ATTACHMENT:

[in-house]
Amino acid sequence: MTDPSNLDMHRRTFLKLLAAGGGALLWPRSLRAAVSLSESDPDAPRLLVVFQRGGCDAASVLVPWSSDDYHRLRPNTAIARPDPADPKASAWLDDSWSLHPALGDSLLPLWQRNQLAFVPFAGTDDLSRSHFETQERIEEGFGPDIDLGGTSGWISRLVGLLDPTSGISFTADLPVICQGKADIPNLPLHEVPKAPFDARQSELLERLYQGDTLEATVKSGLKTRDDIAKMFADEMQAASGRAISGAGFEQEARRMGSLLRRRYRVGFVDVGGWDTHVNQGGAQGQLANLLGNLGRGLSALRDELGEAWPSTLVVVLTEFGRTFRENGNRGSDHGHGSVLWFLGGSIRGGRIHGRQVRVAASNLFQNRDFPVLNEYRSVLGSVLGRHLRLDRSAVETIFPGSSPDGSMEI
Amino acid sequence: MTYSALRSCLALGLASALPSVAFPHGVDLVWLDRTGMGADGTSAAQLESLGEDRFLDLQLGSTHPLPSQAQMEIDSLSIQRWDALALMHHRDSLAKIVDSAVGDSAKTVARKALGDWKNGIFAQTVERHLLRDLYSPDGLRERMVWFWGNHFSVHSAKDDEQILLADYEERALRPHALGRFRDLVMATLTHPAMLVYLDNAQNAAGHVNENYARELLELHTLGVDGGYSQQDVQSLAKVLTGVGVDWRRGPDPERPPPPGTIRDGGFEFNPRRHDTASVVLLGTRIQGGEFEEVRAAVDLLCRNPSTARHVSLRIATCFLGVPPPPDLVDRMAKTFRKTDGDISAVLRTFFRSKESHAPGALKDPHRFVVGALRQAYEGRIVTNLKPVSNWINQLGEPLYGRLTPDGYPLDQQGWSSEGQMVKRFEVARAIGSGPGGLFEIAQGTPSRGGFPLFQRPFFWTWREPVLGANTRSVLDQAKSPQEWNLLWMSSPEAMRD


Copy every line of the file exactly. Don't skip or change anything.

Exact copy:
[in-house]
Amino acid sequence: MTDPSNLDMHRRTFLKLLAAGGGALLWPRSLRAAVSLSESDPDAPRLLVVFQRGGCDAASVLVPWSSDDYHRLRPNTAIARPDPADPKASAWLDDSWSLHPALGDSLLPLWQRNQLAFVPFAGTDDLSRSHFETQERIEEGFGPDIDLGGTSGWISRLVGLLDPTSGISFTADLPVICQGKADIPNLPLHEVPKAPFDARQSELLERLYQGDTLEATVKSGLKTRDDIAKMFADEMQAASGRAISGAGFEQEARRMGSLLRRRYRVGFVDVGGWDTHVNQGGAQGQLANLLGNLGRGLSALRDELGEAWPSTLVVVLTEFGRTFRENGNRGSDHGHGSVLWFLGGSIRGGRIHGRQVRVAASNLFQNRDFPVLNEYRSVLGSVLGRHLRLDRSAVETIFPGSSPDGSMEI
Amino acid sequence: MTYSALRSCLALGLASALPSVAFPHGVDLVWLDRTGMGADGTSAAQLESLGEDRFLDLQLGSTHPLPSQAQMEIDSLSIQRWDALALMHHRDSLAKIVDSAVGDSAKTVARKALGDWKNGIFAQTVERHLLRDLYSPDGLRERMVWFWGNHFSVHSAKDDEQILLADYEERALRPHALGRFRDLVMATLTHPAMLVYLDNAQNAAGHVNENYARELLELHTLGVDGGYSQQDVQSLAKVLTGVGVDWRRGPDPERPPPPGTIRDGGFEFNPRRHDTASVVLLGTRIQGGEFEEVRAAVDLLCRNPSTARHVSLRIATCFLGVPPPPDLVDRMAKTFRKTDGDISAVLRTFFRSKESHAPGALKDPHRFVVGALRQAYEGRIVTNLKPVSNWINQLGEPLYGRLTPDGYPLDQQGWSSEGQMVKRFEVARAIGSGPGGLFEIAQGTPSRGGFPLFQRPFFWTWREPVLGANTRSVLDQAKSPQEWNLLWMSSPEAMRD